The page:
We expect the police to stop armed robbers, to arrest drug dealers, to keep the peace at demonstrations and to protect us from crime. Many of us believe that police officers need to carry guns to protect themselves as well as us. But do we want our police forces to become armies? Most of us are shocked when suspects are shot dead by police before they can be tried, and disturbed to see police wearing riot gear and using baton charges at peaceful demonstrations. When police begin using paramilitary tactics, the essential nature of their role is redefined, switching from protection and peacekeeping to active aggression. Some units within our police forces, such as the Special Operations Group, train with the military and use military weapons and tactics. In looking behind the extraordinary number of police shootings in Victoria, Blue Army examines how the Special Operations Group and their tactics-which are passed on to ordinary police-have contributed to the toll. Jude McCulloch's involvement as a lawyer in cases of police shootings led her to detailed investigation of changes to policing in Australia. Blue Army arises from her research into the paramilitarisation of the police. It exposes the risks of allowing Australia's police forces to move away from the key principle of keeping the peace with the use of minimum force. Blue Army is a very disturbing book, and one of great importance.He told the Coroner that although he intended to conduct defensive tactics practice as well as firearms practice the facilities where the training ... FOSTUa#39;s Defensive Tactics Manual instructed police that: a#39;As police members we can never afford to lose any physical ... in the words of Mr Pledger [an FBI Officer who undertook another review of Victoria Police Firearms Policy], creates a mindset of danger.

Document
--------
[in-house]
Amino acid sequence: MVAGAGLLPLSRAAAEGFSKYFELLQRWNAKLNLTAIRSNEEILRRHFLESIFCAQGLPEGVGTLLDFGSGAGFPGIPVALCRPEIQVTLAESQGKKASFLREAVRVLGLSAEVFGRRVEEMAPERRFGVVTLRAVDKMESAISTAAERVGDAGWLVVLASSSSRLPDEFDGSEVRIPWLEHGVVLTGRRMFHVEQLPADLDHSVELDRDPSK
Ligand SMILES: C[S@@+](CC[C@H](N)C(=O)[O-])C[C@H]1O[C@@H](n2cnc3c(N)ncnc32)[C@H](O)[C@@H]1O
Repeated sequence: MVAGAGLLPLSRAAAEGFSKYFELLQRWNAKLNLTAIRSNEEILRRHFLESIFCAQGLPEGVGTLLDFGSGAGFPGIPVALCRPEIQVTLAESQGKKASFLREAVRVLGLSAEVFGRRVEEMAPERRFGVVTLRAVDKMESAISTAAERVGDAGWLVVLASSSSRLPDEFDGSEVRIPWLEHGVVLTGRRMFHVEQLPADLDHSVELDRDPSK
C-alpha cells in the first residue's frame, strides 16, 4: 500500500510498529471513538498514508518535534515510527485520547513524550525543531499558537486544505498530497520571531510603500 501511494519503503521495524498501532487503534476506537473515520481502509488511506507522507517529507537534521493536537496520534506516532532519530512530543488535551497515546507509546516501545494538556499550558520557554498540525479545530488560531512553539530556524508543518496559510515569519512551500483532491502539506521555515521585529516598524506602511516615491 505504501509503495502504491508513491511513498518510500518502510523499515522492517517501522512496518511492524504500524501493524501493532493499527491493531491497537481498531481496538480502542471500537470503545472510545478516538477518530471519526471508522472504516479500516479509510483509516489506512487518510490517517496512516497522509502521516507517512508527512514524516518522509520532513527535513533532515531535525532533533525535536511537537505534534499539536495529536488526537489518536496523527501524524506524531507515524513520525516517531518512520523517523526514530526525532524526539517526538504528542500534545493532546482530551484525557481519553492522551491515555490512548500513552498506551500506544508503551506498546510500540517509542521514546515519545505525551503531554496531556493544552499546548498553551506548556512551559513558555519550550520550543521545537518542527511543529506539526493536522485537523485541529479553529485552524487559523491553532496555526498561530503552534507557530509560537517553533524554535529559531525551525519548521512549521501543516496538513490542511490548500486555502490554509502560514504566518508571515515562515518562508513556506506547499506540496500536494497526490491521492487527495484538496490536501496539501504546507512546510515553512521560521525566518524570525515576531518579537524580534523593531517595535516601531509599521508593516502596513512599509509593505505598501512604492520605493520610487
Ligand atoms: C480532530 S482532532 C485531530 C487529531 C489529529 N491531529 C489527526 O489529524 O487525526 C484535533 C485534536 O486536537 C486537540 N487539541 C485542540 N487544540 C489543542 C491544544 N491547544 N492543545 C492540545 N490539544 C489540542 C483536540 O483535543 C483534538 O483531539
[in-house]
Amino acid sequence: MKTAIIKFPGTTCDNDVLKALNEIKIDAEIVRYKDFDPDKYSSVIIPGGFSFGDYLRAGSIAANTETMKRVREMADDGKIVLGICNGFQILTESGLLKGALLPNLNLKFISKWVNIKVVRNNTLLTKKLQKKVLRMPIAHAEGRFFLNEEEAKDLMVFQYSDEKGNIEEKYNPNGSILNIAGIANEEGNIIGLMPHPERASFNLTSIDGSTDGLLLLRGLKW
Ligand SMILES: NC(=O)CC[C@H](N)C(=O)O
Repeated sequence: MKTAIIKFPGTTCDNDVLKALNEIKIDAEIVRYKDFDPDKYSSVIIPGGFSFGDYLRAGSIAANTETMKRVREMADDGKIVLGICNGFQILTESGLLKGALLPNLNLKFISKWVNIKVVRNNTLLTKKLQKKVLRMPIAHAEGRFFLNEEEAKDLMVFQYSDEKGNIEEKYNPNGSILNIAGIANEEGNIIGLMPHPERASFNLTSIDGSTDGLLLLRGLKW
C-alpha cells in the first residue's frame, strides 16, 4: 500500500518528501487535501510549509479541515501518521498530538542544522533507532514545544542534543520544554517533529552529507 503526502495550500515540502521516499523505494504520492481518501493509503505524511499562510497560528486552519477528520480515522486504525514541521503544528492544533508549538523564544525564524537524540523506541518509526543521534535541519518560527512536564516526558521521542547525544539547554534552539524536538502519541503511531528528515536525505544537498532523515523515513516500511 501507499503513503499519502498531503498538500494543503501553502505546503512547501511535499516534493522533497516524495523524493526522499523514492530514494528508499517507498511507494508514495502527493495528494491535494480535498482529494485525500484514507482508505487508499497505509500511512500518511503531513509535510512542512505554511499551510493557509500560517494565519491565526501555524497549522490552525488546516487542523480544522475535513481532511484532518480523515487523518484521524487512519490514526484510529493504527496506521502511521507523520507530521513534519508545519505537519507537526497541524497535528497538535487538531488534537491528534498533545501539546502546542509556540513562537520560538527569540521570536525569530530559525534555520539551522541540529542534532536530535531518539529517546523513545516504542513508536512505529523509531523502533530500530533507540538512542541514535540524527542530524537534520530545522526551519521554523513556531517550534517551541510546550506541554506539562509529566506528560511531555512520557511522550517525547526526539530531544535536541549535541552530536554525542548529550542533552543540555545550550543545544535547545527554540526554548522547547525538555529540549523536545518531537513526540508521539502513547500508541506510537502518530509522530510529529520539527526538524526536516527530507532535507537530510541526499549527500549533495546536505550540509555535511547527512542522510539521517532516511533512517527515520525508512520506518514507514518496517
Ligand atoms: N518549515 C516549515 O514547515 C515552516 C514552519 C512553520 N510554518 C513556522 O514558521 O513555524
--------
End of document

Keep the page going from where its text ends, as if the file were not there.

|Publisher||:||Melbourne University Publish - 2001|